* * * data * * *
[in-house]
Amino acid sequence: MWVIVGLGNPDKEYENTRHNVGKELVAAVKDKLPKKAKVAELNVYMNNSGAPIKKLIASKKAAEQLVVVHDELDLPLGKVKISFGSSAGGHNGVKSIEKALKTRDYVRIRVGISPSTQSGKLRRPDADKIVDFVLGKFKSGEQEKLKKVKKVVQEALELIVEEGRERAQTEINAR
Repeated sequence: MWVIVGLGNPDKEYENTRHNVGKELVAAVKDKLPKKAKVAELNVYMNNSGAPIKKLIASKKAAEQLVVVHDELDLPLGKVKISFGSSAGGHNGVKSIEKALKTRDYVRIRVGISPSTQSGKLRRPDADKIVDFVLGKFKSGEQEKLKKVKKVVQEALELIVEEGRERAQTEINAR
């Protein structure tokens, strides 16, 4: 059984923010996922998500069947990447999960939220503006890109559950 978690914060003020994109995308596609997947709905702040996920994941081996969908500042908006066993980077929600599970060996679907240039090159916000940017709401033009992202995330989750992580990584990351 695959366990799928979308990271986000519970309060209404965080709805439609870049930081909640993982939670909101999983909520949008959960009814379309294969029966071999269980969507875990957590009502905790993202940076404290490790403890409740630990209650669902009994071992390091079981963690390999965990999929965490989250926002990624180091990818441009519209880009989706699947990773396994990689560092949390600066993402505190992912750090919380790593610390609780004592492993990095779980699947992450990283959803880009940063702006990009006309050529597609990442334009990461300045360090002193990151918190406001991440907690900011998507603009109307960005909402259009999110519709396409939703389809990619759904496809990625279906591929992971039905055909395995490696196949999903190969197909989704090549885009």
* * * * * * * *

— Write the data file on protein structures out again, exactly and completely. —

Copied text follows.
[in-house]
Amino acid sequence: MWVIVGLGNPDKEYENTRHNVGKELVAAVKDKLPKKAKVAELNVYMNNSGAPIKKLIASKKAAEQLVVVHDELDLPLGKVKISFGSSAGGHNGVKSIEKALKTRDYVRIRVGISPSTQSGKLRRPDADKIVDFVLGKFKSGEQEKLKKVKKVVQEALELIVEEGRERAQTEINAR
Repeated sequence: MWVIVGLGNPDKEYENTRHNVGKELVAAVKDKLPKKAKVAELNVYMNNSGAPIKKLIASKKAAEQLVVVHDELDLPLGKVKISFGSSAGGHNGVKSIEKALKTRDYVRIRVGISPSTQSGKLRRPDADKIVDFVLGKFKSGEQEKLKKVKKVVQEALELIVEEGRERAQTEINAR
């Protein structure tokens, strides 16, 4: 059984923010996922998500069947990447999960939220503006890109559950 978690914060003020994109995308596609997947709905702040996920994941081996969908500042908006066993980077929600599970060996679907240039090159916000940017709401033009992202995330989750992580990584990351 695959366990799928979308990271986000519970309060209404965080709805439609870049930081909640993982939670909101999983909520949008959960009814379309294969029966071999269980969507875990957590009502905790993202940076404290490790403890409740630990209650669902009994071992390091079981963690390999965990999929965490989250926002990624180091990818441009519209880009989706699947990773396994990689560092949390600066993402505190992912750090919380790593610390609780004592492993990095779980699947992450990283959803880009940063702006990009006309050529597609990442334009990461300045360090002193990151918190406001991440907690900011998507603009109307960005909402259009999110519709396409939703389809990619759904496809990625279906591929992971039905055909395995490696196949999903190969197909989704090549885009």